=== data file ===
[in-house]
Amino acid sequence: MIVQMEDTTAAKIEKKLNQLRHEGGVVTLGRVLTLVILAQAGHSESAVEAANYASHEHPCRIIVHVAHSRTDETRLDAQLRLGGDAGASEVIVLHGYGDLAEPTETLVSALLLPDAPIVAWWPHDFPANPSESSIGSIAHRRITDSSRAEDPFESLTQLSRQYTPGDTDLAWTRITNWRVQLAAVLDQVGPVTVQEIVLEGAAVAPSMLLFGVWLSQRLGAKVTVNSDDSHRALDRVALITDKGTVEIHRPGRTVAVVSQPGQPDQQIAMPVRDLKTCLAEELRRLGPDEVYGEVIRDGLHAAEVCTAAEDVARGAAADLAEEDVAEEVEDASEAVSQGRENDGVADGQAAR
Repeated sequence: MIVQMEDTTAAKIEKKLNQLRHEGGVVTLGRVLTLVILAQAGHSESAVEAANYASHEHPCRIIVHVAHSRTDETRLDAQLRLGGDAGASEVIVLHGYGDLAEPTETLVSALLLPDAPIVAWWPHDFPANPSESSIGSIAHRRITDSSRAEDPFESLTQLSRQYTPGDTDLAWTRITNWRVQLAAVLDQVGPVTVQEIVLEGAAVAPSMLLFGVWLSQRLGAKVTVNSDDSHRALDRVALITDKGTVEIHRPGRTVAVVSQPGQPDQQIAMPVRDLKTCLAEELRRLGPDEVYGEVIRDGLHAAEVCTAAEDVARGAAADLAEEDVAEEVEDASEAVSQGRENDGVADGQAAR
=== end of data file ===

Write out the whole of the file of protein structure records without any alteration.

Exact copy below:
[in-house]
Amino acid sequence: MIVQMEDTTAAKIEKKLNQLRHEGGVVTLGRVLTLVILAQAGHSESAVEAANYASHEHPCRIIVHVAHSRTDETRLDAQLRLGGDAGASEVIVLHGYGDLAEPTETLVSALLLPDAPIVAWWPHDFPANPSESSIGSIAHRRITDSSRAEDPFESLTQLSRQYTPGDTDLAWTRITNWRVQLAAVLDQVGPVTVQEIVLEGAAVAPSMLLFGVWLSQRLGAKVTVNSDDSHRALDRVALITDKGTVEIHRPGRTVAVVSQPGQPDQQIAMPVRDLKTCLAEELRRLGPDEVYGEVIRDGLHAAEVCTAAEDVARGAAADLAEEDVAEEVEDASEAVSQGRENDGVADGQAAR
Repeated sequence: MIVQMEDTTAAKIEKKLNQLRHEGGVVTLGRVLTLVILAQAGHSESAVEAANYASHEHPCRIIVHVAHSRTDETRLDAQLRLGGDAGASEVIVLHGYGDLAEPTETLVSALLLPDAPIVAWWPHDFPANPSESSIGSIAHRRITDSSRAEDPFESLTQLSRQYTPGDTDLAWTRITNWRVQLAAVLDQVGPVTVQEIVLEGAAVAPSMLLFGVWLSQRLGAKVTVNSDDSHRALDRVALITDKGTVEIHRPGRTVAVVSQPGQPDQQIAMPVRDLKTCLAEELRRLGPDEVYGEVIRDGLHAAEVCTAAEDVARGAAADLAEEDVAEEVEDASEAVSQGRENDGVADGQAAR